Glenn pushed it away and stumbled to his car, he needed to get to Maggie’s, he had to find Maggie, no matter what.

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Sunday, June 17th

Maggie had woken up to Beth’s singing. It had been so long since Maggie had heard Beth sing that the soft rendition of the Parting Glass brought tears to her eyes even before she had truly woken up.

At first, Maggie was certain this was a dream. A beautiful, painful dream. She was in her bedroom, her childhood bedroom on her daddy’s farm, with Beth’s soft voice floating through the thin wall separating their rooms. If she listened hard she could even hear her step-mother in the kitchen.

It wasn’t until the door to her room opened that Maggie realized that the signing had stopped. Beth, sweet Beth, peeked into Maggie’s room and Maggie felt her breath leave her, like a punch.

“Maggie?” Beth called softly.

“Beth,” Maggie’s voice broke and she scrambled to get to her feet. The blond pushed the door open and moved to her sister. Maggie grabbed Beth and held on tight. “Beth!”

“You remember,” Beth sobbed into Maggie’s shoulder. “I thought it was just me, I thought I was alone.”

“Never!” Maggie swore fiercely. “Never again.”

The sisters embraced.

“Maggie!” Annette's voice rang through the house. “Come down, there is someone at the door for you!”

Maggie pulled away from her sister and the blond shrugged, just as lost as Maggie was. Still dressed in a pair of soft sleep pants and an old T-shirt she had stolen from Shawn, Maggie left to answer the door, Beth beside her.

“Who is it?” Maggie asked her step-mother when she made it downstairs. The blond woman just shook her head and tsked at Maggie for not yet having gotten dressed.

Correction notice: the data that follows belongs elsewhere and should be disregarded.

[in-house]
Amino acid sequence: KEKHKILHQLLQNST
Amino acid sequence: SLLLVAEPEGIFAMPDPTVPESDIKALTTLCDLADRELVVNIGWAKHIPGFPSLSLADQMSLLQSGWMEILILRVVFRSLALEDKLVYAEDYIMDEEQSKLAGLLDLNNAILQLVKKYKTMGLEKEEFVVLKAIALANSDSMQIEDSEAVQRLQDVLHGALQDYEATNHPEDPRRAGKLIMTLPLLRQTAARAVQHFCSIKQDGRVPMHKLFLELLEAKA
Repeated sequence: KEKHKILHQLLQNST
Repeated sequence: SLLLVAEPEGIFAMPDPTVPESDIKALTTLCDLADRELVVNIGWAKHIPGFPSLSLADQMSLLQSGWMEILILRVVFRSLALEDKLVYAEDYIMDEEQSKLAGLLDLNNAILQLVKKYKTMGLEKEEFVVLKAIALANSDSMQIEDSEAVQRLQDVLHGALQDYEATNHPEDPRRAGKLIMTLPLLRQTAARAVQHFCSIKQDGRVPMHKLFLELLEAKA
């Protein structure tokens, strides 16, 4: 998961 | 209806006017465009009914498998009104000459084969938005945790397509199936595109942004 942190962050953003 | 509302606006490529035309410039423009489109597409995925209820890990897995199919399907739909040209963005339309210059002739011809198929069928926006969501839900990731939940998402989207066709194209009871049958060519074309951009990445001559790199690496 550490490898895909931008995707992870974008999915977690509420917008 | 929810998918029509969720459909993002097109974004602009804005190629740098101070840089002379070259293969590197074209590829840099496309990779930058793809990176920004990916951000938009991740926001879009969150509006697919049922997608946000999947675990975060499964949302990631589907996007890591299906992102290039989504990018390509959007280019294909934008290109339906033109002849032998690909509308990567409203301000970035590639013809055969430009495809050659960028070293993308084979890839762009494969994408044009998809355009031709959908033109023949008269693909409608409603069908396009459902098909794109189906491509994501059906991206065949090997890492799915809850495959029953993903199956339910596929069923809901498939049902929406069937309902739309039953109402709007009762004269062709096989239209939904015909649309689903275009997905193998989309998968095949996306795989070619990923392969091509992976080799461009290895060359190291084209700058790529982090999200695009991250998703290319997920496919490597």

“I don’t know but he insisted that he see you,” Annette said thoughtfully.

He, Maggie thought. Her heart began to race and she moved without saying anything and felt her breath catch when she saw him standing beside the door. Annette had been too polite to make him stand out on the porch. “Glenn!” Maggie shrieked throwing herself at the Korean man.

Glenn caught her and pulled her close. Faintly, Maggie could hear Annette asking Beth how Maggie knew him, but the woman couldn't find it in her to answer. Maggie brought shaking hands to Glenn’s face and wiped the tears from his eyes as she felt him doing to her.

“I told you I’d find you,” Glenn whispered. Maggie sobbed and buried her face in his neck. “I’ll always find you.”

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> Sunday, June 17th

Daryl woke up in an instant. A hard life before and after the fall has made sure that the man could wake in an instant and the minute he had heard someone scream out, Daryl had jumped to attention. It took far longer for him to remember where he was than the hunter would ever admit. The dark paneling and dirty brown carpet were familiar in a painful way. The mattress without a box spring or frame sat on the ground. Daryl knew that if he pulled the thin sheets away the mattress would be stained and would look as uncomfortable as it felt.

“Daryl!” Daryl jerked in surprise and as a wave of pain hit him in the chest. That voice … Daryl hadn’t heard that voice since the prison. “Where the hell are you?”

The hunter moved to his door, it was his door, the room was to his room. His room in his shitty trailer that he had managed to afford by working at the small town mechanic’s place in town a few miles away. Someplace he hadn’t seen since he and Merle had lit up out of town at the beginning, heading to Atlanta.

“Daryl!” Daryl’s door slammed open, Daryl just managing to jump back so as not to get smacked in the face, and Merle stood there.

The older man looked like he always had, rough but the look in his eyes showed something that Daryl couldn’t rightly place. A deep, painful grief rose up inside Daryl and before he could stop himself the younger brother lashed out, his fist striking the elder on the face.

“The fuck!” Merle swore as he strumbled back. Daryl watched as Merle reached up and rubbed his face, careful not to use the hand that once held a sharp and dangerous bayonet and Daryl knew for sure that the Merle in front of him was the Merle that had been with him back at the prison.

“That was fer being a dumbass!” Daryl snapped. “And git’en yerself killed!”

Merle snarled back but didn’t strike out a sure sign that this Merle was not one that Daryl would have found before in this house.

“Guess that answers that,” Merle said glaring at his brother for the punch. “Wanted ta’ know if you remembered."

“I remember,” Daryl said shortly. “I’s remember a lot.”